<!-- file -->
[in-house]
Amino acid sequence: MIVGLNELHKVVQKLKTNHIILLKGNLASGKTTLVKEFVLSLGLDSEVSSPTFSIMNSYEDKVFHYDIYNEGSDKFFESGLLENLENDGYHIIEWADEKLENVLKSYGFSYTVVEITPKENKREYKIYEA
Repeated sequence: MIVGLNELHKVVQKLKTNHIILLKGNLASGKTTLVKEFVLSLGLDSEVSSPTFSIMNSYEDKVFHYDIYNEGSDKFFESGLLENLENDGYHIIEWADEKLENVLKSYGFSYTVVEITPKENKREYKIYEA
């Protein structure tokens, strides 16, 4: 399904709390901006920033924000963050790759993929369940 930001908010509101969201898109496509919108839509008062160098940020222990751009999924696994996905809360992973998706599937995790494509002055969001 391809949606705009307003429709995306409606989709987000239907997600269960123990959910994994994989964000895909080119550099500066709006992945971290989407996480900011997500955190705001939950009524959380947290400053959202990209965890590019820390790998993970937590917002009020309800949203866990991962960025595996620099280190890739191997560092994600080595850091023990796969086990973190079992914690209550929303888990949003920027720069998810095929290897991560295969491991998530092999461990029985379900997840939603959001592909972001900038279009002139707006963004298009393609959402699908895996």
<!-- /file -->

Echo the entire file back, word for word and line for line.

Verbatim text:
[in-house]
Amino acid sequence: MIVGLNELHKVVQKLKTNHIILLKGNLASGKTTLVKEFVLSLGLDSEVSSPTFSIMNSYEDKVFHYDIYNEGSDKFFESGLLENLENDGYHIIEWADEKLENVLKSYGFSYTVVEITPKENKREYKIYEA
Repeated sequence: MIVGLNELHKVVQKLKTNHIILLKGNLASGKTTLVKEFVLSLGLDSEVSSPTFSIMNSYEDKVFHYDIYNEGSDKFFESGLLENLENDGYHIIEWADEKLENVLKSYGFSYTVVEITPKENKREYKIYEA
């Protein structure tokens, strides 16, 4: 399904709390901006920033924000963050790759993929369940 930001908010509101969201898109496509919108839509008062160098940020222990751009999924696994996905809360992973998706599937995790494509002055969001 391809949606705009307003429709995306409606989709987000239907997600269960123990959910994994994989964000895909080119550099500066709006992945971290989407996480900011997500955190705001939950009524959380947290400053959202990209965890590019820390790998993970937590917002009020309800949203866990991962960025595996620099280190890739191997560092994600080595850091023990796969086990973190079992914690209550929303888990949003920027720069998810095929290897991560295969491991998530092999461990029985379900997840939603959001592909972001900038279009002139707006963004298009393609959402699908895996």